There is a lot of questions like:
- Can I create whole game using Blueprints only?
- What about performance if I’m using Blueprints?
- Which should I use – Blueprints or C++?
I will try to answer those in this post.
Basically Blueprints are powerful for rapid prototyping. You can create whole game prototype (or functionality prototype) in Blueprints much more faster than in C++. Yes you can create whole game fully in Blueprints but there are a couple of things that can’t be done in Blueprints:
- Fully multiplayer game, (MMO, Coop games) there is still lot of things that need to be pushed to Blueprints. It depends on your game. For my example – Coop Standing Shooter I can create multiplayer with Blueprints only. But if you are creating MMO or something bigger than I’m you should learn C++,
- SDK support. For example If you want to use Game Center Multiplayer you need to implement it by yourself in C++, if you want to add your own analytics it need to be implemented in C++, if you want to implement AdMob you need to do that in C++. Basically all new functionalities need to be implemented in C++,
- There are still problems with Data Driven Variables (from XLS) in Blueprints. In our projects we needed to create them in C++. It’s easy but still you can’t do that in Blueprints only,
Another things that you should think about when doing Blueprints only game:
- Blueprints are 10x slower than C++. If you have math or something in Tick it will be slower. On PC you won’t see that much change but on consoles and mobile you will see the difference,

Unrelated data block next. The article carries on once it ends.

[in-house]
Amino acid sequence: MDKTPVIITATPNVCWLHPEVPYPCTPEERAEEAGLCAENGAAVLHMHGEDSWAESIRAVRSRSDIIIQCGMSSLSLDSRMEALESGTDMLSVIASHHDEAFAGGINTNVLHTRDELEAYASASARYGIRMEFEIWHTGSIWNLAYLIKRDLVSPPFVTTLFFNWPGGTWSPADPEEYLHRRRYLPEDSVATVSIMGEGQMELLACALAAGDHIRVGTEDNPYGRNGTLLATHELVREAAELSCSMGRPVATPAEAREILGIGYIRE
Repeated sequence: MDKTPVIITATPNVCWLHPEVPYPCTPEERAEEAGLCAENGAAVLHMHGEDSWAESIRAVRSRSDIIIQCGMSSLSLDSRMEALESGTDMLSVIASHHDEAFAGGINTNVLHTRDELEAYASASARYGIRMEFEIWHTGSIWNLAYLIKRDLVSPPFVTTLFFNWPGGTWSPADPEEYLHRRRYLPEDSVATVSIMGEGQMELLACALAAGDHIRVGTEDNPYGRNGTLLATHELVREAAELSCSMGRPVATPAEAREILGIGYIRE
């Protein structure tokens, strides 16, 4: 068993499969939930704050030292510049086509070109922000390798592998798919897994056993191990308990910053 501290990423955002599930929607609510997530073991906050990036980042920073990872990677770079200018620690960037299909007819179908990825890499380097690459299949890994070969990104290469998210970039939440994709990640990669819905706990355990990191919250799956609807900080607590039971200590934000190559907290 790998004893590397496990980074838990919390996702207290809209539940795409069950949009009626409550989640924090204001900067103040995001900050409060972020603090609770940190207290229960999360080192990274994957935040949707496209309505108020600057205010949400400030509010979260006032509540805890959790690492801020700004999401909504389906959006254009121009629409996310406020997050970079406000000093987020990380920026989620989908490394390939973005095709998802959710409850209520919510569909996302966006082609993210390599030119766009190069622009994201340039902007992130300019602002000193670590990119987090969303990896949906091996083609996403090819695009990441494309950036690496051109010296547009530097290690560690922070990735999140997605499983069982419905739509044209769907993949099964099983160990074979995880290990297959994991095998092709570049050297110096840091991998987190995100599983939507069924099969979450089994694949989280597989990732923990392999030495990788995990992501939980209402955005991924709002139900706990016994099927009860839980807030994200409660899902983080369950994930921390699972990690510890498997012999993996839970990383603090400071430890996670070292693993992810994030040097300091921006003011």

- Full game done in Blueprints is hard to read. You need to think how can you increase readability of your blueprints. (use components, split your blueprints, use object-oriented methodology – don’t try to put everything in one blueprint – I will be trying to learn that later in blog)
- Cycling References – this is the most important thing that you should think about when developing a game in blueprints only. It’s really easy to come up with cycling reference issue. Before 4.7 your game will crash, currently 4.7+ blueprint that have cycling reference will not work correctly. If class A have reference to class B, and class B have reference do class A you are increasing chance for cycling reference issue. If you are changing variables from class B on class A chance for cycling reference is greater. The same thing is in C++ but programmers know about it, level designers not. You need to be careful,
From my experience the best approach is:
- Prototype your game or functionality in blueprints but extend from classes created in C++,
- If you are happy with your prototype move all math to C++ (which will be based class) In blueprints leave events and simple functionalities that doesn’t are much math involved. This step is really easy for someone who doesn’t know C++. In blueprints you are implementing code you can do it in C++ as well if you know how to create a class / functions / variables and compile them,
- Always keep in mind that someone will be using your Blueprints. Thanks to that you will focus on readability,
- Iterate -> learn -> improve. Don’t be afraid to create something from scratch if you are feeling that it can be implemented better with more flexibility,
So you should be using both. In this blog I will use Blueprints only but I will try to point out which functions should be moved to C++.